The British Land Pattern Musket, universally referred to as the Brown Bess by those who carried it, served the English crown as a standard military arm for more than a century from 1722 to 1838. A smoothbore, flintlock .75-caliber gun, service loads for the Brown Bess typically involved .69-caliber lead musket balls. Projectiles were intentionally left undersized to facilitate continued operation in the face of the inevitably extensive fouling that resulted from the filthy black powder of the day.
The smoothbore Brown Bess musket was fairly inaccurate and would have been classified as an “area fire” weapon in today’s parlance. Tactical applications almost always involved disciplined, massed fire at close range, preferably 50 yards or so, to maximize the effect of these imprecise large-caliber weapons.
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The Brown Bess served ably on both sides during the American Revolutionary War and armed English soldiers and sailors throughout their colonial conquests. Brown Bess guns were also employed extensively by the notorious East India Trading Company. They were additionally provided to dozens of entities, both governmental and otherwise, across the British Empire’s sphere of influence.
In 2003 Christian Cranmer of International Military Antiques embarked on a lifelong quest to secure ownership of an enormous trove of antique military weapons rumored to have been left derelict in an abandoned palace in Nepal. Five months and $5 million later, he had purchased more than 55,000 antique muskets and rifles, along with a bewildering array of antique cannons and military support equipment. His quest to purchase this equipment and successfully export it from Nepal in the midst of a civil war would make an excellent screenplay. After untold hours of sorting, cataloging and packaging, the individual pieces from this extraordinary find are available for sale to U.S. collectors.
The kit from International Military Antiques actually consists of a new wood stock with a few replica accouterments. The inlet for the lock is left rough but the rest of the stock is nicely smoothed out of the box. New brass ramrod pipes as well as the brass buttplate and nose cap come pre-installed.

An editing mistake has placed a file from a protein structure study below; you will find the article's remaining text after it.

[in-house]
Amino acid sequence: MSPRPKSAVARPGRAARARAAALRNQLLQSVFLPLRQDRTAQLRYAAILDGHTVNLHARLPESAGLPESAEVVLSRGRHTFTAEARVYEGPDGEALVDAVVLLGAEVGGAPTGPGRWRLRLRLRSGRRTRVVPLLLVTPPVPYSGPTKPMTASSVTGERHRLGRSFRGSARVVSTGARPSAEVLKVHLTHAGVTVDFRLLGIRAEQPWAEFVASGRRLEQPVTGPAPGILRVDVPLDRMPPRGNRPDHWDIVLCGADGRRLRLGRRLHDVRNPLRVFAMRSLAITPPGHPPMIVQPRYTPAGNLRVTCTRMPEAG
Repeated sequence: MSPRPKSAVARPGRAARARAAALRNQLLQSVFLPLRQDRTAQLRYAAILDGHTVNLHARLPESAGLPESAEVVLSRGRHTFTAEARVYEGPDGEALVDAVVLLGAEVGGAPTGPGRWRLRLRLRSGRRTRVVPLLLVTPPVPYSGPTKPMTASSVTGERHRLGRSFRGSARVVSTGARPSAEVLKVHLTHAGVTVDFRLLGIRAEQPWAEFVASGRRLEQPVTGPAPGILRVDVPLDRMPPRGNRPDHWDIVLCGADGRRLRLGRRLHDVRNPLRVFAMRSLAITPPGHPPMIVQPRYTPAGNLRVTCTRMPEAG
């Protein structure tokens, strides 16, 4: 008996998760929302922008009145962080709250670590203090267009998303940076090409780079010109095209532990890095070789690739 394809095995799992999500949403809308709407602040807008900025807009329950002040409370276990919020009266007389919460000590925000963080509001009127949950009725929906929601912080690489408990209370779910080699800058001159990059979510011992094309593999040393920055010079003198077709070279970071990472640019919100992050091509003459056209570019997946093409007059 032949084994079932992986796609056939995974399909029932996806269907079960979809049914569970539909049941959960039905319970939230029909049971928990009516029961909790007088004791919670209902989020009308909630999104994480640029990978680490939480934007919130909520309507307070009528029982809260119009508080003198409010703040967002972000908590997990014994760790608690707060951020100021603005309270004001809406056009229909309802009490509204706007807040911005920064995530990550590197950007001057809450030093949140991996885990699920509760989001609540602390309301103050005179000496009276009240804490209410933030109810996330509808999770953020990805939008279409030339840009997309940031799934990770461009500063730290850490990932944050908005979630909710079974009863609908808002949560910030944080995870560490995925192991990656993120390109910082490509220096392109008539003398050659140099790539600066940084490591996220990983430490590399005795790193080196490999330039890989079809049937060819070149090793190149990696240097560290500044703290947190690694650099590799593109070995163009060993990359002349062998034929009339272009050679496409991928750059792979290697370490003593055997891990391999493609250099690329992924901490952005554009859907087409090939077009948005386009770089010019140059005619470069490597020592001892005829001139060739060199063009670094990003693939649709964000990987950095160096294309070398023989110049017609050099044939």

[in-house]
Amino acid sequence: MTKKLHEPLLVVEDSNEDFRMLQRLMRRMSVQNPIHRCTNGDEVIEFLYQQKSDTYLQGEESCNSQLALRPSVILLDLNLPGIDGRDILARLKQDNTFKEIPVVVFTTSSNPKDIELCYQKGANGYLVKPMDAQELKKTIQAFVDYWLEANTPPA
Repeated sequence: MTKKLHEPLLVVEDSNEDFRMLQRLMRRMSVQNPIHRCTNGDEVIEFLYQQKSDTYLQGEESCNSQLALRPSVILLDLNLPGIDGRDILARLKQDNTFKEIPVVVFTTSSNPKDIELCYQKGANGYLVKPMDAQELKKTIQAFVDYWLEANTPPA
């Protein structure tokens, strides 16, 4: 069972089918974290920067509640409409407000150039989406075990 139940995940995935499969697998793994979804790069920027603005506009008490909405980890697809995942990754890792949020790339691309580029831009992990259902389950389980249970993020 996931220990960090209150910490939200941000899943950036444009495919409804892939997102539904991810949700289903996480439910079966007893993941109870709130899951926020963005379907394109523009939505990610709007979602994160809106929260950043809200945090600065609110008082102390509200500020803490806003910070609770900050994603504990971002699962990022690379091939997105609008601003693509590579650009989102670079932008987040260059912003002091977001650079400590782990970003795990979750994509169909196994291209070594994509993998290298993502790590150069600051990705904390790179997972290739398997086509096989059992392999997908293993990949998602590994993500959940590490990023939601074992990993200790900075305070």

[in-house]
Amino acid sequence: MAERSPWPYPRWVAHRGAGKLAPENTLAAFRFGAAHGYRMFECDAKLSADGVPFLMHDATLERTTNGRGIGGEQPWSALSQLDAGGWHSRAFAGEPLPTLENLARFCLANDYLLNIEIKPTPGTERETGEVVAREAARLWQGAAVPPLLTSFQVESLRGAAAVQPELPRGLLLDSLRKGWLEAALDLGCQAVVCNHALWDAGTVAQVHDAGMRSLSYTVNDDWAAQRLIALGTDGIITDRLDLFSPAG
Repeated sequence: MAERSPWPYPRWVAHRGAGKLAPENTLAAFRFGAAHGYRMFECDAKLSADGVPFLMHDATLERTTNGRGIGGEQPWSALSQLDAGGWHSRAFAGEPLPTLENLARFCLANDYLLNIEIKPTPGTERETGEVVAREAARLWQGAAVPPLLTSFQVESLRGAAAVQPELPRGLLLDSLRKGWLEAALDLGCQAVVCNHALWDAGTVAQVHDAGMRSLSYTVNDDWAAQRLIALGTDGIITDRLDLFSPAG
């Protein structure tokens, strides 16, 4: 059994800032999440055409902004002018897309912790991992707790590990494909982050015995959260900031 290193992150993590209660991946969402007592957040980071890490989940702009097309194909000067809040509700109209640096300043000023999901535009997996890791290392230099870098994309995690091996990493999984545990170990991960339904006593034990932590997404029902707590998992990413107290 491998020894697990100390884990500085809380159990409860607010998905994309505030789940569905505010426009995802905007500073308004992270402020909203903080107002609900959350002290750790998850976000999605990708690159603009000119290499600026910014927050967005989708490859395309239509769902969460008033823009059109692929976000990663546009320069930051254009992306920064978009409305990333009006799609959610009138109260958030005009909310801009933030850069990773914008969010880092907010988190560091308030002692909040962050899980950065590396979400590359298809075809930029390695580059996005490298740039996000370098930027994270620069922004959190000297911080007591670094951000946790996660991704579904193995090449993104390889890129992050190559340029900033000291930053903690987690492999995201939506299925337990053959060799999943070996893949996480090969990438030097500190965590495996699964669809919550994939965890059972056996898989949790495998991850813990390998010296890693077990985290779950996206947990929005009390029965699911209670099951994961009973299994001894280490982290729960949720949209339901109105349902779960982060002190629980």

The kit also comes with the remains of an original Brown Bess musket. In my case, the rear portion of the stock is broken off and the wood is friable and rotten. I opted for the hand-select option. The iron parts were badly rusted but in fairly good shape otherwise given their age and provenance.
The lock itself was caked in grime and decay. The hammer was fairly loose in the lock and most of the screws were rusted in place. Enter my secret weapon for this restoration project.
Evapo-Rust is a revolutionary rust removal product that is biodegradable and non-toxic. Once the solution has been used sufficiently to lose its effectiveness, it can be safely and legally disposed of down the drain so long as the particulate iron residue is taken into consideration. To use Evapo-Rust, you simply scrub the major grime off of the parts in question and place them in a plastic container. I disassembled as much of the original lock as I could given its age. I then filled the container with Evapo-Rust solution to a sufficient depth to cover the parts and left them overnight. I removed the parts a couple of times during the process to scrub them a bit with a toothbrush.
Treated parts that were not deeply pitted were thoroughly rust-free after an overnight soak. Deeply corroded areas on the barrel took a little elbow grease with a wire brush to free up the major scale but Evapo-Rust did all of the heavy lifting. The end result looks markedly younger than its two centuries would belie.
The only real limitation to the use of Evapo-Rust is contriving something in which to immerse your parts. Small components like the disassembled lock can drop into a sealable plastic food container. This allows the solution to be stored conveniently for reuse as well. The barrel and ramrod, however, required a bit more ingenuity.
I disassembled the barrel from the old musket carcass and scraped as much of the major filth away as I might conveniently remove. The tang screw was inextricably corroded in place, so a Dremel tool with a cutoff wheel spelled its doom. The kit comes with replacement screws so this was no great loss.